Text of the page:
communications and the other key technologies of the modern grid.

Page B1-12   Modern Grid Systems View: Appendix B1   v2.0 Integrated Communications
             The following list shows some of the economic benefits that will be
             enabled by integrated communications:

             •   The overall reliability of distribution and transmission systems will
                 improve, leading to decreased costs and increased revenues.
             •   The grid will operate more economically for all stakeholders by
                 making available the collection and transfer of market information,
                 prices, and conditions to participants.
             •   The high-speed data needed for identifying and correcting power
                 quality issues will be provided, leading to a reduction in quality-
                 related costs currently incurred by consumers and grid operators. At
                 the same time, equipment condition data needed by asset
                 management processes will be provided, leading to a reduction in
                 failure-related maintenance and outage costs.
             •   The need for new and costly hard assets will lessen as integrated
                 communications technologies provide an alternative way to increase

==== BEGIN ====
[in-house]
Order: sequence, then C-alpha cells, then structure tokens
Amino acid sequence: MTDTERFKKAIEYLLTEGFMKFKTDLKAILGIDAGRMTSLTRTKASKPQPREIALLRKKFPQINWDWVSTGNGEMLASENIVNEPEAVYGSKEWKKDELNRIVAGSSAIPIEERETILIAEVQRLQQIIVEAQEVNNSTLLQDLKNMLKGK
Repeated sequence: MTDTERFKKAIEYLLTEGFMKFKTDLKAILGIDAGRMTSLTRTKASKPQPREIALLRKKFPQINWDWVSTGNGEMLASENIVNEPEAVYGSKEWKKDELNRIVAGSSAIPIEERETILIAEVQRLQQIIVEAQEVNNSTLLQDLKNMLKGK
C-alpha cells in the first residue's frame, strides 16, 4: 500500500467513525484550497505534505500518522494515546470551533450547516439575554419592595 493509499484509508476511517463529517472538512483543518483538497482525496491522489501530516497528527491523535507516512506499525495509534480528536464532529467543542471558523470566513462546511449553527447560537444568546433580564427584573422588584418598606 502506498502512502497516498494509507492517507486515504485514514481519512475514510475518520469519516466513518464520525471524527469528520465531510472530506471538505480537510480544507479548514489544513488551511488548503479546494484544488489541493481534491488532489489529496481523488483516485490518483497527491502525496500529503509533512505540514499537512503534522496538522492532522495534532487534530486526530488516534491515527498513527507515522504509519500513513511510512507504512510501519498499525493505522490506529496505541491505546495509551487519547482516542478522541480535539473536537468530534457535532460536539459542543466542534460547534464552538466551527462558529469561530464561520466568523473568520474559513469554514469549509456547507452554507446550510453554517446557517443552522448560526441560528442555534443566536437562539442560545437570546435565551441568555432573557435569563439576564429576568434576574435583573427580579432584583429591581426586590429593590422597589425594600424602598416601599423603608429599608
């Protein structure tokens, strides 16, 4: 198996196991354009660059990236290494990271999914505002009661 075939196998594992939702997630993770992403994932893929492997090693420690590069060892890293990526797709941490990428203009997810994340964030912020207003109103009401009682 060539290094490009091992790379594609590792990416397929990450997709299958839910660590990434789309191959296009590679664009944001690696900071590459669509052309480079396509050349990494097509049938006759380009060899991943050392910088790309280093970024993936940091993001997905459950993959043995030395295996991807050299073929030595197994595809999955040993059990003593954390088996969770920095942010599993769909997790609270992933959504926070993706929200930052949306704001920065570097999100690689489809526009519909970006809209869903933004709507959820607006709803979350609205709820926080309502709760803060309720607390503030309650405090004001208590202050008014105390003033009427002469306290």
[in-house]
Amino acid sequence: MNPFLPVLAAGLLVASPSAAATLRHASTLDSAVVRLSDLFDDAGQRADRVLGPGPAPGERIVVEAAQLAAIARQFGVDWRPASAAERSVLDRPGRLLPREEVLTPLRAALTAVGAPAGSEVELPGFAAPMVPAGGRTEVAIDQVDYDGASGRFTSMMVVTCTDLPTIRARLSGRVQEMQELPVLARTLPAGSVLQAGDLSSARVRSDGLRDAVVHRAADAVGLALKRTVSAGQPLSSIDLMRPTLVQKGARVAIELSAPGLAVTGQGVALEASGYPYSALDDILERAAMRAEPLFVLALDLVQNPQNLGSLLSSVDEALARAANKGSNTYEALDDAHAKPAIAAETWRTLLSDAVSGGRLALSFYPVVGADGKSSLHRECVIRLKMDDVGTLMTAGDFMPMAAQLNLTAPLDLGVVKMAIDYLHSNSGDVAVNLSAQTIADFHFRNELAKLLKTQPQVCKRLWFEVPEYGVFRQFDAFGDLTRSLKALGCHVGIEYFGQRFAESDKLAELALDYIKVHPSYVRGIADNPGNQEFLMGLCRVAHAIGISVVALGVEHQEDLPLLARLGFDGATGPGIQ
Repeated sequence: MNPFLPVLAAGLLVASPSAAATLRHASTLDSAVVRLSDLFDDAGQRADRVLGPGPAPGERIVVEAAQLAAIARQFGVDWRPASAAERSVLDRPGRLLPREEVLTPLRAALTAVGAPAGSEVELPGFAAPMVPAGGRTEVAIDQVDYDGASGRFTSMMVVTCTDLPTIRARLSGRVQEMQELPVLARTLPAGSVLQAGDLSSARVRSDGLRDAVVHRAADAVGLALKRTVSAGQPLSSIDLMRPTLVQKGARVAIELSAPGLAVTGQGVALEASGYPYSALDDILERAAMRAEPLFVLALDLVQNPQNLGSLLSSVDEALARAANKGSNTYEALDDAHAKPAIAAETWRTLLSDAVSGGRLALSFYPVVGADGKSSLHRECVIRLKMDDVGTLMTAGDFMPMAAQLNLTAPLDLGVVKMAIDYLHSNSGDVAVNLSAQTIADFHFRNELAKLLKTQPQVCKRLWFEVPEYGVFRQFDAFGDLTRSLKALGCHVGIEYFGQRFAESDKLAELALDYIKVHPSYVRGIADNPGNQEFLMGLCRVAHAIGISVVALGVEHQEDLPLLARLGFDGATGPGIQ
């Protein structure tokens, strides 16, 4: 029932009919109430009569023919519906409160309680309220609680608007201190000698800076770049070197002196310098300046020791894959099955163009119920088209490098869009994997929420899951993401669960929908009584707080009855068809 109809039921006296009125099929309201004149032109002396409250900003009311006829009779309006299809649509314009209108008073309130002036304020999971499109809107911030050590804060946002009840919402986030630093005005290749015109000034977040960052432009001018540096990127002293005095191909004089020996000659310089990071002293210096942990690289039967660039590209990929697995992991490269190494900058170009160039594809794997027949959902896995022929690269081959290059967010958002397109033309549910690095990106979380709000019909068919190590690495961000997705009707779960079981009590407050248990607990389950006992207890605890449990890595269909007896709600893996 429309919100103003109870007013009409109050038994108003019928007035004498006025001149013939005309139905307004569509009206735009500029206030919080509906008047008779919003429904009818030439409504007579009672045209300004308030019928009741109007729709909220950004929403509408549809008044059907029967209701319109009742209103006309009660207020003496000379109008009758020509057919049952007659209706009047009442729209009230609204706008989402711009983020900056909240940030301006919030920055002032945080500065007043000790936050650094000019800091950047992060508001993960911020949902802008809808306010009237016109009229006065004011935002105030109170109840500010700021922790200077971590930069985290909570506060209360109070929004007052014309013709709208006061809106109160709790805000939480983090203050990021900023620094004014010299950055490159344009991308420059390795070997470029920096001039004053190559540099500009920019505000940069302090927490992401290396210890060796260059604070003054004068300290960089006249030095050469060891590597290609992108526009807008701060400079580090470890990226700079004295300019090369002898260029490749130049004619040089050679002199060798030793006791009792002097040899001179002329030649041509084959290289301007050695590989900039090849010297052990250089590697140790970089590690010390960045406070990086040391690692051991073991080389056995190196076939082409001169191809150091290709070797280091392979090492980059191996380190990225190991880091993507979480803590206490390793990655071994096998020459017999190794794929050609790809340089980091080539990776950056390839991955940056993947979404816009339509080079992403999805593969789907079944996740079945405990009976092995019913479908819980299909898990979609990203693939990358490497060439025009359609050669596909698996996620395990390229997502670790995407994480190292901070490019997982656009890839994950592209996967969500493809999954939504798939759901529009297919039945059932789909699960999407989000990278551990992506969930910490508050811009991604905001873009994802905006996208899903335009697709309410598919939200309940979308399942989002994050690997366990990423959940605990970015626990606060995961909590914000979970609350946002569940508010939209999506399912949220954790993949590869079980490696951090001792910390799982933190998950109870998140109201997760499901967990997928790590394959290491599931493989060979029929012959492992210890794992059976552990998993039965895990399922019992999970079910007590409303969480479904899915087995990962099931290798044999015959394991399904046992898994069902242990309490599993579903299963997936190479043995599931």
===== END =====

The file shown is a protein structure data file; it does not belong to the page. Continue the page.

grid reliability rather than adding new and costly hard assets.
             •   Consumers will profit as well when the integrated communications
                 infrastructure enables them to make financially smart energy choices.
                 Providing price signals to consumers will motivate them to participate
                 in the electricity market based on real supply and demand influences.
                 Also, the integrated communications will link end users with
                 communications options for non-utility applications, such as home
             •   Major long-term investments needed to increase system capacity will
                 become more cost effective when asset-utilization data is integrated
                 into the distribution and transmission planning models.
             •   The data and information made available to the modern grid using
                 integrated communications technologies will also greatly benefit
                 other enterprise-wide processes and technologies, such as asset
                 management, work management, outage management, and also GIS-
                 based systems.

Page B1-13   Modern Grid Systems View: Appendix B1   v2.0 Integrated Communications
             Lack of an industry vision for integrated communications and
             a lack of understanding for the benefits of this technology
             are the greatest barriers to their deployment.

             Research and development efforts are yielding communications media
             technologies that will support the needs of the modern grid. However,
             successful deployment of these technologies has not yet been achieved.